Opposite side of the front

Use a handsaw to separate the front into the shoulder (top) and the breast-foreshank (bottom).  The cut is made roughly parallel to, and a few inches below, the backbone.  The bone-in shoulder make a fantastic roast.

Dividing the front into the shoulder (top) and the breast-foreshank (bottom)

There is a natural seam between the foreshank and breast.  Follow that seam with your knife, and the two are easily separated.

Removing the foreshank from the breast

The breast portion can have the sternum and ribs removed in one piece.

Removing the breast bones from the breast meat

Lamb Cutting: Loin and Flank

The loin primal is divided into two sections.  The forward part, from the thoracic section of the spine, contains ribs, and is usually trimmed to make rack of lamb.  The back part, from the lumbar section, contains no ribs, and is usually broken into lamb chops.

 

Dividing the Loin Primal into the Rib and Loin Subprimals

This is the whole loin primal, with the fell still attached.

The whole lamb loin

Here is the underside of the loin primal.  You can see the rib section on the left, and the loin subprimal on the right.

The underside of the whole lamb loin

We divide the two by cutting after the last rib bone, then cleaving through the backbone.

Separating the loin primal into the rack and loin subprimal

 

How to make a Frenched Rack of Lamb

Frenched lamb rack is simply a lamb rack with the long rib bones exhaustively cleaned.  This an extremely popular cut in fine restaurants because of the showy presentation.

First, if it’s still attached, remove the fell from the rack.

Yanking the fell from the lamb rack

Next we remove the layer of meat and fat that is covering the rib bones.  We landmark this cut by looking at the cross-section of the rack and locating the central, round group of muscles.

Cross-sectional view of a lamb rack

We cut away all the meat and fat from the rib bones above the central round muscles.

Cutting away the fat cap to expose the ribs on a lamb rack

Now cut away all the meat and fat from between the ribs bones.

Cutting the meat out from between the ribs on a lamb rack

To get the ribs super-clean, we use butcher’s twine.  Tie a three foot length of twine to something very solid and sturdy, either a heavy table or cabinetry.  Wrap the twine around the base of one of the bones, pull it tight, then slide it over the bone and off the end.  It will pull meat and fat and connective tissue with it and leave the bone cleaner than it ever would get by scraping with a knife.  Repeat for all the bones.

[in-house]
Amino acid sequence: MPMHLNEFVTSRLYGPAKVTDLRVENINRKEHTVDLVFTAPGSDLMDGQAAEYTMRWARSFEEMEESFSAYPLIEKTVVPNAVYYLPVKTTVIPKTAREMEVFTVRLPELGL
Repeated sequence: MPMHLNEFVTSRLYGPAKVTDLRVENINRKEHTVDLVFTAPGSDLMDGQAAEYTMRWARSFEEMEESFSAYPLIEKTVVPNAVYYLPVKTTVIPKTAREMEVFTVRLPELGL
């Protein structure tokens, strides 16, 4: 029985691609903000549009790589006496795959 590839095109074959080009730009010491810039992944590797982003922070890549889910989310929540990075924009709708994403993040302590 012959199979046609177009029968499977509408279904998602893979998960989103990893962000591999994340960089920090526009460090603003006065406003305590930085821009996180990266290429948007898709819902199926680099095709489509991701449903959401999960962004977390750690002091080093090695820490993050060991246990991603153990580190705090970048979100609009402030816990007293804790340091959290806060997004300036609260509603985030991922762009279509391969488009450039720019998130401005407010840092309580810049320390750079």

Frenching a lamb rack with a length of butcher's twine

Below you can see how effectively the twine cleans the bones.

Here you can see how clean the twine gets the bones

Now we have to remove the chine, or backbone.  I find this the hardest part.  For a proper French lamb rack, we have to remove the backbone without removing the attached ribs that we just cleaned so diligently.  Despite what you’ve heard, this can be done without a saw.

Making small, exploratory cuts with your knife, follow the feather bones down to the chine as closely as you can, exposing the ridge where the ribs meet the chine.

The feather and chine bones on a lamb rack

Exposing the chine bone on a lamb rack

Now the idea is to pop the ends of the ribs out of the chine.  I use a cleaver, but I am not cleaving through any bones; I’m simply whacking the meeting point so that the ribs are dislodged from the backbone.  Once you’ve broken through the rib-chine adhesion, you should be able to separate the two with your boning knife.  I’ve you’ve broken through some of the ribs so that you have fractured ends, that’s fine.

Here’s the lamb rack with the chine bone removed:

Lamb rack and removed chine

 

Along the bottom of the meat-end of the rack there might be something that looks like a thick, yellowish rubberband.  On a beef this is called the backstrap.  There is probably a lamb-specific term for it, but I’m not sure.  This absolutely has to be removed, as it is primarily elastin, a connective tissue that doesn’t break down, no matter how much heat, moisture, and acid it is exposed to.  You may have inadvertently removed it when cutting out the chine bone.

The backstrap on a lamb rack: kind of looks like a yellow rubber band